Relentless in the pursuit of game, yet sweet and affectionate in the arms of his family, the Bluetick Coonhound is a delightful combination of working hound and devoted pet. This loyal hunter is an American native, some say tracing back to George Washington’s stag hounds. Although originally bred to track racoon on the frontier, these dogs were also used for pack hunting for larger game to fill the family larder. Although still a fixture in the Southern United States, these dogs have become recognized for their value as steadfast companions, rather than simple hunting dogs.
Bluetick Coonhound Appearance
At about 27 inches and 80 pounds for a large male, with females coming in somewhat smaller, Bluetick Coonhounds are compact, muscular dogs. Often noted for their sleek physique, they are most easily recognized by the mottled pattern of blue-black, the “ticking” of their short haired coat. Some breed individuals may have tan on the legs or underbelly. The tail is slim and often held up proudly. The low hanging, black, droopy ears make these dogs, especially puppies, irresistible with their charm.
Although these dogs are noted sweethearts, caution needs to come into effect when Bluetick Coonhounds are around smaller pets. Their innate prey drive can cause friction with cats or other small pets in and around the home.
These active hunters need to be kept busy. Their prey drive has been called “off the charts” and must be directed. If they are family pets and not actively being used for hunting, they will need an outlet for their energy. Otherwise, the dog may get bored, which can lead to trouble. A bored Coonhound may bark incessantly, sharing their trademark bay with the neighborhood! In addition to plenty of exercise, interactive toys can help keep a pup busy.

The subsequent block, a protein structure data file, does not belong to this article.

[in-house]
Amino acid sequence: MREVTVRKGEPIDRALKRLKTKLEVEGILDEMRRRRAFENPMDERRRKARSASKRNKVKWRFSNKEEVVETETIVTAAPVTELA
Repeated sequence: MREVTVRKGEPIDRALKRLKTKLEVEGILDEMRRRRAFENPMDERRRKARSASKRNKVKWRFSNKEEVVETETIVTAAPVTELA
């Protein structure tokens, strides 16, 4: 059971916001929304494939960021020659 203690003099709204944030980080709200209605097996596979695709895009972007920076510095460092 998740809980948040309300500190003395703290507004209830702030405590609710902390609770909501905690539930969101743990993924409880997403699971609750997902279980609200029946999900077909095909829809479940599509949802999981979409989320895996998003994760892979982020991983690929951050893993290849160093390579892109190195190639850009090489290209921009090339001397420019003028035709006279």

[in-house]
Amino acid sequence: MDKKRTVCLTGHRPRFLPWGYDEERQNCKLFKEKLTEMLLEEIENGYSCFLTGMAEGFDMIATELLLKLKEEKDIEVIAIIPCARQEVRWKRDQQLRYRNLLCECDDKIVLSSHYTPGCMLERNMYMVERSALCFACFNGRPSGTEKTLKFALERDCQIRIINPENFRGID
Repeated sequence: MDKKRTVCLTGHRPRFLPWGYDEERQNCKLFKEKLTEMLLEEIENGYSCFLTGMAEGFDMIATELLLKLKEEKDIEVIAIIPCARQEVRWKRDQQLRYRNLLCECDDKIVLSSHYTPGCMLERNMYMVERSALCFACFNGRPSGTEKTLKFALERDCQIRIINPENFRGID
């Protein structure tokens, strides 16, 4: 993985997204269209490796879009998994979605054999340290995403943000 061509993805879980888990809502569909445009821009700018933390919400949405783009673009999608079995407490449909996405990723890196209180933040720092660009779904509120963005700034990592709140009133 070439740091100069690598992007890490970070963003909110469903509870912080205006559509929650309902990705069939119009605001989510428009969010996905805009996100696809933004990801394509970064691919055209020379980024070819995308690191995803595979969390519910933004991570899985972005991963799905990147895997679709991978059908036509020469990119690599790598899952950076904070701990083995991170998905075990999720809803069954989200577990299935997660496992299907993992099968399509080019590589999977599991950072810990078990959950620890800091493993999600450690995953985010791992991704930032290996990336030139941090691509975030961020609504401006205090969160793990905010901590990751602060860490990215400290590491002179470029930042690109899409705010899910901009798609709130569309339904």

As mentioned previously, Bluetick Coonhounds make excellent family dogs. They are noted as attention loving and eager to gain affection from anyone willing to give it, including children. With a lifespan of 10-12 years, they will quickly become a loving member of the family.
Caring for the Bluetick Coonhound
Like all breeds, the Bluetick Coonhound has unique attributes that determine its care. While hunting dogs and household pets are often cared for in different manners, there are some basic needs that should be met in either situation.
There is not necessarily a specific type of food that Bluetick Coonhounds should be on, but a high quality dog food that is veterinarian approved is key. It is important to ensure that the food is appropriate for the dog’s age (puppy, adult, senior). Some individuals of this breed can be prone to becoming overweight, so it is a good idea to monitor food intake and weight over time, adjusting as necessary. Treats should be high-quality and used in moderation, such as to assist in training. Clean, fresh water should always be available.